When Physics and Engineering Imaging Solutions Collide in MRI Scans

When Physics and Engineering Imaging Solutions Collide in MRI Scans

Please note, this post is based on a preprint and the original paper has not yet been published after peer review.

Title: VORTEX: Physics-Driven Data Augmentations Using Consistency Training for Robust Accelerated MRI Reconstruction

Author(s) and Year: Arjun D. Desai*, Beliz Gunel*, Batu M. Ozturkler, Harris Beg† , Shreyas Vasanawala, Brian A. Hargreaves, Christopher Re, John M. Pauly, Akshay S. Chaudhari

Journal: Under-review for MIDL 2022

Can you imagine lying really, really still for at least 15 minutes? That is the reality of patients who need to complete a magnetic resonance imaging (MRI) scan. Even if you could keep still for that long, a scan could take 15 to 90 minutes! Patients need to lie as still as possible so that the MRI machine can capture images used to detect and diagnose diseases. Even the tiniest patient movement can distort the final image that is returned. 

How do we maintain reconstruction quality in spite of the noise generated from patient movement and physiology and hardware difference between MRI machines? Noise in images distorts what would otherwise be the perfect image. Reducing time taken for image acquisition benefits both patients and clinicians, with the caveat that the final reconstructed image must be of the best possible quality sufficient for diagnosis. The UK performed approximately 300,000 MRI scans in 2019, which means that between 50 and 300 days (at a rate of 15-90 minutes per scan) each year is spent performing these scans. With a limited number of MRI machines available, there is a real need to ensure that they provide maximum utility. [1, 2]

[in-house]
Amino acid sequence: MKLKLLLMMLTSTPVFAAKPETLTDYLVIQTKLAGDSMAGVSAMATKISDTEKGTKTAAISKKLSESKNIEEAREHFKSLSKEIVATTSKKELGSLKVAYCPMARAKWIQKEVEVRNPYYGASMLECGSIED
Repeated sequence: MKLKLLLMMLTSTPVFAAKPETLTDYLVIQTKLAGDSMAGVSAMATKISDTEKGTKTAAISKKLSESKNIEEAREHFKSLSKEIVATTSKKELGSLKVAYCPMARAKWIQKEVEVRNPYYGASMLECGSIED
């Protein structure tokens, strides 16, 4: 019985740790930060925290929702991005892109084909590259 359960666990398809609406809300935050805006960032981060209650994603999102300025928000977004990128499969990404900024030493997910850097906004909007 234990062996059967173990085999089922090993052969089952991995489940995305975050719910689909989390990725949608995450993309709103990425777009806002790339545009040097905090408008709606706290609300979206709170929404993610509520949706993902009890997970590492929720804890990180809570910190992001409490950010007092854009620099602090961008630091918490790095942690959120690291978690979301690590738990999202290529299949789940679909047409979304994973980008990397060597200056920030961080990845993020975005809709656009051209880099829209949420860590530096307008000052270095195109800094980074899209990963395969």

One image acquisition process currently used is compressed sensing. Instead of recording the full sized raw image (imagine requiring the highest possible resolution for that photoshoot), a subset of the images’ points is used to reconstruct and generate the final image. This technique aims to use significantly fewer measurements to reconstruct the image than what was previously thought to be required. In recent years, deep learning techniques have been the model of choice for faster and more accurate image reconstruction. Briefly, the success of deep learning models in the medical image domain can be attributed to improved hardware capabilities and model architecture over time and availability of data.

A common challenge faced in medical imaging problems is the ‘small dataset’ problem – the amount of data with clinically verified labels (e.g. mapping a specific image to a type of condition) is scarce. In an ideal scenario, we would have an abundant supply of reference images to compare the reconstructed image against – the closer the generated image is to the reference, the better the model is at reproducing high-quality images. However, these reference images are often not readily available. Thus, the second challenge: how do we overcome the ‘small dataset’ problem while maintaining high-quality reconstruction techniques?


VORTEX is the authors’ proposed solution which maintains high-quality reconstructed images balancing the small dataset problem. VORTEX also considers a range of difficulty levels of images that need to be interpreted, since interpretation is dependent on both clinical diagnosis and image quality, to further mimic real-world clinical conditions. 

Maintaining High-Quality Reconstructions